October 2022 Opportunity!

Our chance to knock off a destructive industry before it takes hold!

The Commonwealth Government is consulting about whether to remove native forest wood/biomass as an eligible fuel for burning for renewable energy generation.

Here is our chance to say : Burning Native Forest Wood for Electricity is Not Green, Not Clean and Not Renewable.

Submissions close 5pm October 21.

Please make a submission in your own words - even a paragraph or two - stating: Electricity generated by burning wood from native forests must be prohibited from being eligible for Large-scale Generation Certificates (LGCs) under the Renewable Energy Target (RET).

This link takes you to the consultation paper, and the online form where you can have your say. https://consult.industry.gov.au/native-forest-biomass-in-the-ret

See the Submission Guide below for some dot points you might want to include.

Why Burning Forest Wood as a Coal Substitute is Not Clean, Green or Renewable.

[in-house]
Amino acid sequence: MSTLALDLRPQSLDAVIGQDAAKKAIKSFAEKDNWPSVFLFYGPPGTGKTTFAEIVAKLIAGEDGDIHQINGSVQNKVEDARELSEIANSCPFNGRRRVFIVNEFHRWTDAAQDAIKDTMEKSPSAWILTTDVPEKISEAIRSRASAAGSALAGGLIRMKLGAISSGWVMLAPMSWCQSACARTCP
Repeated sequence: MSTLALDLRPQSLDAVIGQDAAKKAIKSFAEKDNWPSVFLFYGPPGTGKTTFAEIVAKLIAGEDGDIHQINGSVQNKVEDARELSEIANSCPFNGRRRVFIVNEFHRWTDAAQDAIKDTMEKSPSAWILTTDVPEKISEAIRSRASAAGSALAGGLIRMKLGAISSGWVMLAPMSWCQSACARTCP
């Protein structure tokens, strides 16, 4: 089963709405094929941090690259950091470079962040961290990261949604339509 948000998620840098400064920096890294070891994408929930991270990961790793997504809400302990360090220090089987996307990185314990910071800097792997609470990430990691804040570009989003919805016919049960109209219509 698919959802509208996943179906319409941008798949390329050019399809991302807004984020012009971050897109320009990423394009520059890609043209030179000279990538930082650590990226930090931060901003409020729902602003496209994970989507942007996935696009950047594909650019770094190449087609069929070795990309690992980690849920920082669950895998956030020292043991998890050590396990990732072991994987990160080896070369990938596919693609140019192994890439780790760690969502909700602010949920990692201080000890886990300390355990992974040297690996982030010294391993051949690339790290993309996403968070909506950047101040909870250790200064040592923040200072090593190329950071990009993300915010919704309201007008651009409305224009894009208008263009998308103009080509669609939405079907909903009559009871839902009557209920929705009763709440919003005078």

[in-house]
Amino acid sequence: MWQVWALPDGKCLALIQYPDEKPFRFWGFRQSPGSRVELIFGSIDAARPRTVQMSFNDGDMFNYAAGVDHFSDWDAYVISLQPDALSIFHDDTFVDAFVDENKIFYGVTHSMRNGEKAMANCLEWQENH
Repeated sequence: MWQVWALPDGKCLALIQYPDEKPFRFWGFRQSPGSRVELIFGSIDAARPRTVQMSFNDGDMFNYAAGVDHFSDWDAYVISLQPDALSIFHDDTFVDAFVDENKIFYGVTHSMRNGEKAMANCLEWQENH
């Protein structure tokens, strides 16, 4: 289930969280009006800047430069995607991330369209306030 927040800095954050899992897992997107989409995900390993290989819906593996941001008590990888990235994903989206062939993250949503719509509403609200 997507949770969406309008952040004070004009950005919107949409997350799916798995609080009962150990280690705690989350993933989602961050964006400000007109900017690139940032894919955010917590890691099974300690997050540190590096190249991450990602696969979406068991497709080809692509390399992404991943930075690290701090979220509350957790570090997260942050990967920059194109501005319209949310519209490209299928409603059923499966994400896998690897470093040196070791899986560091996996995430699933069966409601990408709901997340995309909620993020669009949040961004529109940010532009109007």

Submission Guide

October 2022

Please spend a few minutes of your time to save our forests and our climate by convincing the Federal Government to stop counting burning forests as renewable electricity, to replace coal and displace solar and wind.

In this climate and extinction emergency we need our forests standing so that, over time, their habitat values and carbon storage can increase, rather that allowing them to be cleared and clearfelled to be burnt for electricity under the pretence it is non-polluting renewable energy. The loggers are after an alternative to export woodchipping and the coal-fired power stations want an alternative to replace coal. Together they are threatening our chance to reclaim a future.

Currently they pretend burning forests for electricity has no CO2 emissions what-so-ever and is renewable energy by using an accounting trick that calls this ‘net zero emissions’, based on the assumption that a new tree will grow to replace that burnt. The flaw in this logic is that if a 100 year old tree is burnt it will take 100 years for a new tree to re-sequester the released carbon. We can’t wait that long.